An Aggregation of Articles (Autism, Arrogance, Astronomy, Awkward, And…)
I don’t really know what I want to write about so I need a prompt or three. Here’s all the tabs I have open right now in Firefox.
I think the only controversial thing about this study is that we all loves the precious telescreens so very much that we can’t even conceive of it doing anything bad to us even as we instinctively know that it is constantly spraying black paint onto our third eye. The idea that television could be a trigger for autism spectrum disorders makes a hell of a lot more sense than the misguided blame that has been leveled at vaccines for years now. Consider that autism spectrum disorders were once seemingly rare not that long ago and now are being diagnosed at alarmingly high rates; we are talking about a difference between .5 in a 1000 people being diagnosed in the 60’s and 70’s to well over 2 in 1000 today, with the spike starting in the 80’s. Part of this can be attributed to better diagnostic tools and awareness of the condition; but consider that cable television became widely available during this same period. Prior to cable, television consisted of a handful of stations that actually stopped broadcasting overnight. Cartoons could only be found for a few hours on Saturday morning and at a few scattered times during the weekdays. There are now more channels devoted solely to round-the-clock childrens programming than there used to be channels to watch. Kids can watch them in the back seat of the minivan or on their phone or ipad or whatever. It is now possible to watch television all the time regardless of what you are doing, and one thing autistic kids like to do is to watch the screens; my evidence is only anecdotal, but in my experience autistic spectrum folks can be far more involved in what is happening on the other side of the glass than this one. There is no implication here that bad parents who shove their children in front of teevee are autismizing them; I’m just noticing things. I also have watched plenty of television in my life and I understand that the success of our shared culture relies heavily on teh telescreens; they’re not going anywhere. The question is, should we allow them to run amok through our society? I mean, do we really need to watch telly while we’re pumping gas or buying groceries? How archaic will that question seem in a few years? Or do I already sound like a grizzled old prospector puzzled by the horseless carriage?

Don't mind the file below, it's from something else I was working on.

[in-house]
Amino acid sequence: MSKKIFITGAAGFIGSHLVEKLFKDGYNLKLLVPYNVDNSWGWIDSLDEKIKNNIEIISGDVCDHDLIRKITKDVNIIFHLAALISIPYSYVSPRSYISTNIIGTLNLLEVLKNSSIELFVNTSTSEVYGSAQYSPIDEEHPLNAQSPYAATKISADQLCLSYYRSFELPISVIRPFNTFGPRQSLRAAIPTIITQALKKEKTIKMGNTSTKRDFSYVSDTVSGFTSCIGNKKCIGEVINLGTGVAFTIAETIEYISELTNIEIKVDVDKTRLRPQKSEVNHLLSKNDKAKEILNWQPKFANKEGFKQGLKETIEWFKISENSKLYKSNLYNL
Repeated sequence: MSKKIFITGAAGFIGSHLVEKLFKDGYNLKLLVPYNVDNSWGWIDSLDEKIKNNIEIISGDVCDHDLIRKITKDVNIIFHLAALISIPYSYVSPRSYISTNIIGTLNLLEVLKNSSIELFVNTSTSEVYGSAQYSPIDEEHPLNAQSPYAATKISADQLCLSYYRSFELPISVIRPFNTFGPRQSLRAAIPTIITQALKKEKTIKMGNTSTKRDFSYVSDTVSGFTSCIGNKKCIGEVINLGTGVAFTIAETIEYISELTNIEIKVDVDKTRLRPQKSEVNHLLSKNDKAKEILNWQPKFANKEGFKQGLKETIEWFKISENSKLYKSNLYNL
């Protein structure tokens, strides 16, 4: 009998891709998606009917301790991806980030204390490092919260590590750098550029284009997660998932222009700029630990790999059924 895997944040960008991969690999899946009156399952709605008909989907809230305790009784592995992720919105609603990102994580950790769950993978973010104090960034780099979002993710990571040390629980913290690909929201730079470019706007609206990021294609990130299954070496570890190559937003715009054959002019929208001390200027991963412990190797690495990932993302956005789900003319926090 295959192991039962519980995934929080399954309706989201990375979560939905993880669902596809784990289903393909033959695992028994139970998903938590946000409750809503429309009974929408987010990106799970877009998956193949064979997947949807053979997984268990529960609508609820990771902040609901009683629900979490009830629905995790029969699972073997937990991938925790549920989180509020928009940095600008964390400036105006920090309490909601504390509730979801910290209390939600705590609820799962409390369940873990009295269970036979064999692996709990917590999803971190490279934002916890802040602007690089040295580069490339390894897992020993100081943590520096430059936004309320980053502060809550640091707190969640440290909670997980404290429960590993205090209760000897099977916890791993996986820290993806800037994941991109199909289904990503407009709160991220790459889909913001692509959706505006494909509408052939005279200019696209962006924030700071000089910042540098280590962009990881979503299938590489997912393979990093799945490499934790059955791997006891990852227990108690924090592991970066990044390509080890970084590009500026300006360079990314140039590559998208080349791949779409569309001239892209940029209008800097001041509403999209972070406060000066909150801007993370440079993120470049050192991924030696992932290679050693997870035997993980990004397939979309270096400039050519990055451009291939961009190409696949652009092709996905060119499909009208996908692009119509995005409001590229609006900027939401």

Speaking of teevee, this totally never happens on it.
You have to be a New Scientist subscriber to read this but I think it’s less abstract than the original abstract. If you have ever wondered, ‘what is beyond the edge of the universe?’ this paper has a sort of answer. Direct observation has confirmed some of the stranger ideas of quantum mechanics, such as superposition, and this has implications for the larger reality we all inhabit. There have been two idea-constructs, the multiverse and the many worlds, that attempt to describe the cosmology required to support the discovery of quantum mechanics. This paper proposes that not only are both of these ideas true, but that they exist in the same geometric space as us, just so far beyond the horizon of our light cone that we will never interact.
I was also reading about infinity. The ideas go together, actually.
It is not left wing hysteria to be repelled by the idea that diabled people should make less money. He really doesn’t understand people; folks with disabilities understand what it is to struggle and work hard far better than most perfectly healthy people do. They are also motivated and grateful for opportunity to display their abilities; it a wise employer who makes accommodations for these workers and it is insulting to the human spirit to imply that their work is worth less.
Tim Pawlenty is also Awkward.
Isn’t a little silly to think that someone base enough to make this ad would have the capacity to apologize for doing it? It’s not like you can be that horrible on accident.
Speaking of naïveté…